Although “The Anomaly” technically came out in 2020, the English translation was only available in 2021, which feels apt — I could only recommend an extraordinarily colorful and memorable book for a year like this. Plus, it offers some comfort: At least Le Tellier’s created a world that is stranger than our own (for now).
— Emilia Ferrante, Senior Arts Editor
“Klara and the Sun” by Kazuo Ishiguro
My pick for the best book of 2021 is Kazuo Ishiguro’s “Klara and the Sun.” Following in the footsteps of the celebrated “Never Let Me Go” and “The Remains of the Day,” Ishiguro’s most recent novel embodies everything that is beautiful and unique about the Nobel Prize-winning author’s writing.
Set in an urban dystopian world, humanoid Klara just wants to find a home and a family. She is for sale as an “Artificial Friend,” placed in the display window of a shop overlooking a busy street. From her position, the hyper-observant Klara watches pedestrians passing by and seeks to understand human behavior. One day, Klara is chosen to be the companion and caretaker of young Josie, and soon, human and robot form an unusual friendship. Later, when Josie falls unexplainably ill, Klara tries desperately to help her.
“Klara and the Sun” is a beautifully written story that explores a world where artificial intelligence plays an integral role in everyday human life. Like in his previous novels, Ishiguro creates a story that is haunting and masterfully steeped in emotion. The novel makes you think about what it means to love and be human, following Klara as she navigates the extent of her ability to feel and form relationships as a human creation. Unique, strange, unforgettable and moving, “Klara and the Sun” is one of the best literary works that 2021 has to offer.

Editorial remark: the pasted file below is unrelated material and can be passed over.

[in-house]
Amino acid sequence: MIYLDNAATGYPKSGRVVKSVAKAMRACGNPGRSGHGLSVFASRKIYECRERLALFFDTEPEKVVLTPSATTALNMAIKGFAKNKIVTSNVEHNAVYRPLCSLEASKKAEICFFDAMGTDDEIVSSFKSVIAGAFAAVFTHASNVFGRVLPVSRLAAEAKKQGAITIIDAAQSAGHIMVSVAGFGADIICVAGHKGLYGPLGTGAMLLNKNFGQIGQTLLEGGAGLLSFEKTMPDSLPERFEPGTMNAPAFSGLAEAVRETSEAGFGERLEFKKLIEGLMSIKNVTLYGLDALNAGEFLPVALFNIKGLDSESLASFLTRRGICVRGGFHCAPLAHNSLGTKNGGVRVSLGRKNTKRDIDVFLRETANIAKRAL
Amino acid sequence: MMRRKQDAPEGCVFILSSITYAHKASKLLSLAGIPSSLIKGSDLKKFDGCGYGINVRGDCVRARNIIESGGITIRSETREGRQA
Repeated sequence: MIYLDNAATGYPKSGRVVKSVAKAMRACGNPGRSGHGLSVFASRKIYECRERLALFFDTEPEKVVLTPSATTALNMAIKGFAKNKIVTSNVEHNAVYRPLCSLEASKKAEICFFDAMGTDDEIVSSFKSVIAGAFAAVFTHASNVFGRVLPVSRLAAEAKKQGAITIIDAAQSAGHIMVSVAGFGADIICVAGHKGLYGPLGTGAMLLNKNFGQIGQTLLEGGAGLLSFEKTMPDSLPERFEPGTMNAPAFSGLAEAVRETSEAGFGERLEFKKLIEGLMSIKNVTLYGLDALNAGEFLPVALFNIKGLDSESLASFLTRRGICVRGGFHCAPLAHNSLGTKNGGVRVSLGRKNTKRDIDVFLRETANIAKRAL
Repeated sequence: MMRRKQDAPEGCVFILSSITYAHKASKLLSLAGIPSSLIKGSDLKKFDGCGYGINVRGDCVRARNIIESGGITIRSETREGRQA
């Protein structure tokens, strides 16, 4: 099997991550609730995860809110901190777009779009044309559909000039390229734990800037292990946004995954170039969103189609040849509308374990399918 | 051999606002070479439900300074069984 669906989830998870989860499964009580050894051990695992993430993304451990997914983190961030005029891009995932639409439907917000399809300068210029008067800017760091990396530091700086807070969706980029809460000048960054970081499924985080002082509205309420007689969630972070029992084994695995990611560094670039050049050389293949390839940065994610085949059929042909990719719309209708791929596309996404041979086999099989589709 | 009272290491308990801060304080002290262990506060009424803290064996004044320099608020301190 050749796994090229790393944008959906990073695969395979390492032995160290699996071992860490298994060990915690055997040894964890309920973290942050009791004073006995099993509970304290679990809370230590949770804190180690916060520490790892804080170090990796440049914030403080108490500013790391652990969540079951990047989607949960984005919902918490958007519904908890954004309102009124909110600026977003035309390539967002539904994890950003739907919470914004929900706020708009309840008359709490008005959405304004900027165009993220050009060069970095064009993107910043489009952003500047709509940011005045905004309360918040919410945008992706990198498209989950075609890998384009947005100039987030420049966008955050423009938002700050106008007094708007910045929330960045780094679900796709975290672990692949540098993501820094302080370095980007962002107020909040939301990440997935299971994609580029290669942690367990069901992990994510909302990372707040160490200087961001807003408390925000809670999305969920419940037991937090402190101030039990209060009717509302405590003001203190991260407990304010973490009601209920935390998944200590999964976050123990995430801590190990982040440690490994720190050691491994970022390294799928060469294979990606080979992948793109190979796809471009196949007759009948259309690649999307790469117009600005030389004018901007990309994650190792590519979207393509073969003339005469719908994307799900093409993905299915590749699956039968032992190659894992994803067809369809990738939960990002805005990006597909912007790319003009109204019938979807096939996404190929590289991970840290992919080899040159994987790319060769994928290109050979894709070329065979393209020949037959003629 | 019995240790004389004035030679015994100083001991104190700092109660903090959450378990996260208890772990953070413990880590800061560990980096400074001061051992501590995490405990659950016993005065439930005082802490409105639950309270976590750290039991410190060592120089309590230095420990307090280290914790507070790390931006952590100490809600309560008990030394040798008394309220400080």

— Emma Doettling, Daily Arts Writer
Historical Fiction and Fantasy
“Hamnet” by Maggie O’Farrell
What I adore most about William Shakespeare is his ability to infuse each of his plays with such deeply relatable emotions. Anyone who penned such works as “King Lear,” “Othello,” “Henry IV, Part 1” and “Hamlet” must have been a profoundly empathetic individual, an individual who was undeniably alive, an individual who experienced the full spectrum of human emotions.
In Maggie O’Farrell’s 2020 historical fiction novel, “Hamnet,” she masterfully paints a portrait of such a man. More prominently, though, O’Farrell explores the life of Shakespeare’s wife, Anne Hathaway, and how an individual might scrape by as her husband is away writing plays in London. O’Farrell gives a voice to a woman who is often overshadowed by her husband and whose marriage is often dubiously mischaracterized by one misread line in Shakespeare’s will.
She examines these characters through the lens of tragedy and trauma: Using “Hamlet” as a framing device, O’Farrell tells the story of William Shakespeare’s son Hamnet, who died from the Plague, and how his death might have affected the Shakespeare family.
While a historical fiction narrative about William Shakespeare’s life is compelling enough, the relevance of “Hamnet” in 2021 was especially pronounced in its themes of trauma, loss and plague. “Hamnet” is a novel in which the soul is soaked in grief and tragedy, exhausted from shouldering the weight of mere existence in the face of loss. The characters are tired. Given how long the pandemic has stretched, that exhaustion felt uncomfortably palpable to me while reading this over the summer, in a way that wouldn’t have been as pronounced if I had read it in 2020. The days, weeks, months after Hamnet’s death drag on into “tomorrow and tomorrow and tomorrow…”
I don’t think I would’ve noticed this slow passage of time if COVID-19 had subsided by 2021. But here we are, long past the time when vaccines were developed, and the petty pace that follows loss (in this case, the loss of almost two years of our lives) has never been more noticeable.